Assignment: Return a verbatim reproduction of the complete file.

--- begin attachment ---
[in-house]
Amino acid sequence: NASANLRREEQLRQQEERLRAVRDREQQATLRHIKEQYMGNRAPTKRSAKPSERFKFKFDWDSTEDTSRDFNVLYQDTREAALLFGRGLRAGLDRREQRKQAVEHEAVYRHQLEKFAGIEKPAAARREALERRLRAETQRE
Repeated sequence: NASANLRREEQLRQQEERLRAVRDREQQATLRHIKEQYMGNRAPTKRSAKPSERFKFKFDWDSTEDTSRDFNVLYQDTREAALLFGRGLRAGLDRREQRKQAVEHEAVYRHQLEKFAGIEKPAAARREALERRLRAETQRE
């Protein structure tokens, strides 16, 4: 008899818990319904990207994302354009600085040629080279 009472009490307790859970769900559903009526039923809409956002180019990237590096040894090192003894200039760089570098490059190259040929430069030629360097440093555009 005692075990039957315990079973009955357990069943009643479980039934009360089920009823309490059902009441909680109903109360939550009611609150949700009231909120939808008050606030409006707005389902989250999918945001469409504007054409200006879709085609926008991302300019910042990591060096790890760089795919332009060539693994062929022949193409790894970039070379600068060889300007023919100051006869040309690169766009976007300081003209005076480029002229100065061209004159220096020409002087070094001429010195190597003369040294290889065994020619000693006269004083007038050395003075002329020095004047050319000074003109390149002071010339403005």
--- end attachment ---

[in-house]
Amino acid sequence: NASANLRREEQLRQQEERLRAVRDREQQATLRHIKEQYMGNRAPTKRSAKPSERFKFKFDWDSTEDTSRDFNVLYQDTREAALLFGRGLRAGLDRREQRKQAVEHEAVYRHQLEKFAGIEKPAAARREALERRLRAETQRE
Repeated sequence: NASANLRREEQLRQQEERLRAVRDREQQATLRHIKEQYMGNRAPTKRSAKPSERFKFKFDWDSTEDTSRDFNVLYQDTREAALLFGRGLRAGLDRREQRKQAVEHEAVYRHQLEKFAGIEKPAAARREALERRLRAETQRE
């Protein structure tokens, strides 16, 4: 008899818990319904990207994302354009600085040629080279 009472009490307790859970769900559903009526039923809409956002180019990237590096040894090192003894200039760089570098490059190259040929430069030629360097440093555009 005692075990039957315990079973009955357990069943009643479980039934009360089920009823309490059902009441909680109903109360939550009611609150949700009231909120939808008050606030409006707005389902989250999918945001469409504007054409200006879709085609926008991302300019910042990591060096790890760089795919332009060539693994062929022949193409790894970039070379600068060889300007023919100051006869040309690169766009976007300081003209005076480029002229100065061209004159220096020409002087070094001429010195190597003369040294290889065994020619000693006269004083007038050395003075002329020095004047050319000074003109390149002071010339403005």